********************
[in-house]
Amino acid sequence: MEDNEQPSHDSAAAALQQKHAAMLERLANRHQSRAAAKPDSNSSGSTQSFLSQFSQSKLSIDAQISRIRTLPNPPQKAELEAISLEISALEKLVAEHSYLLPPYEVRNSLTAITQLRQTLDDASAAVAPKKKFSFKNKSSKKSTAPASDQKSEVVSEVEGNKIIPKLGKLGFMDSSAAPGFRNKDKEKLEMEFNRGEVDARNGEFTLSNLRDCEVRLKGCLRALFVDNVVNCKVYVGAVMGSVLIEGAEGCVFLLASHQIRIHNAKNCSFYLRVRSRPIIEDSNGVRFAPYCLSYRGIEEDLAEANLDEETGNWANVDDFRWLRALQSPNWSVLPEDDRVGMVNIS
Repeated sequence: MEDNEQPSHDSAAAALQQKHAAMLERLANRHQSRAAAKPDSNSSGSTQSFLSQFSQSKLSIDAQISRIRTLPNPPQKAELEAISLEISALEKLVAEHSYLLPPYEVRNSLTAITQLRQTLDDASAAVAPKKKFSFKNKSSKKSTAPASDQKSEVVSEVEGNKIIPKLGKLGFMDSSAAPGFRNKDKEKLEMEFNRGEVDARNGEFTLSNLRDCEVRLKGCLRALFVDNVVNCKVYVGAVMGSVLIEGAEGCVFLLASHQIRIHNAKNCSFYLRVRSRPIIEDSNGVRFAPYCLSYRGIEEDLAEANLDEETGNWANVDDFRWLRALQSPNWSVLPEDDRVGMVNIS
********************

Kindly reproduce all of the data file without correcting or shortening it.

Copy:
[in-house]
Amino acid sequence: MEDNEQPSHDSAAAALQQKHAAMLERLANRHQSRAAAKPDSNSSGSTQSFLSQFSQSKLSIDAQISRIRTLPNPPQKAELEAISLEISALEKLVAEHSYLLPPYEVRNSLTAITQLRQTLDDASAAVAPKKKFSFKNKSSKKSTAPASDQKSEVVSEVEGNKIIPKLGKLGFMDSSAAPGFRNKDKEKLEMEFNRGEVDARNGEFTLSNLRDCEVRLKGCLRALFVDNVVNCKVYVGAVMGSVLIEGAEGCVFLLASHQIRIHNAKNCSFYLRVRSRPIIEDSNGVRFAPYCLSYRGIEEDLAEANLDEETGNWANVDDFRWLRALQSPNWSVLPEDDRVGMVNIS
Repeated sequence: MEDNEQPSHDSAAAALQQKHAAMLERLANRHQSRAAAKPDSNSSGSTQSFLSQFSQSKLSIDAQISRIRTLPNPPQKAELEAISLEISALEKLVAEHSYLLPPYEVRNSLTAITQLRQTLDDASAAVAPKKKFSFKNKSSKKSTAPASDQKSEVVSEVEGNKIIPKLGKLGFMDSSAAPGFRNKDKEKLEMEFNRGEVDARNGEFTLSNLRDCEVRLKGCLRALFVDNVVNCKVYVGAVMGSVLIEGAEGCVFLLASHQIRIHNAKNCSFYLRVRSRPIIEDSNGVRFAPYCLSYRGIEEDLAEANLDEETGNWANVDDFRWLRALQSPNWSVLPEDDRVGMVNIS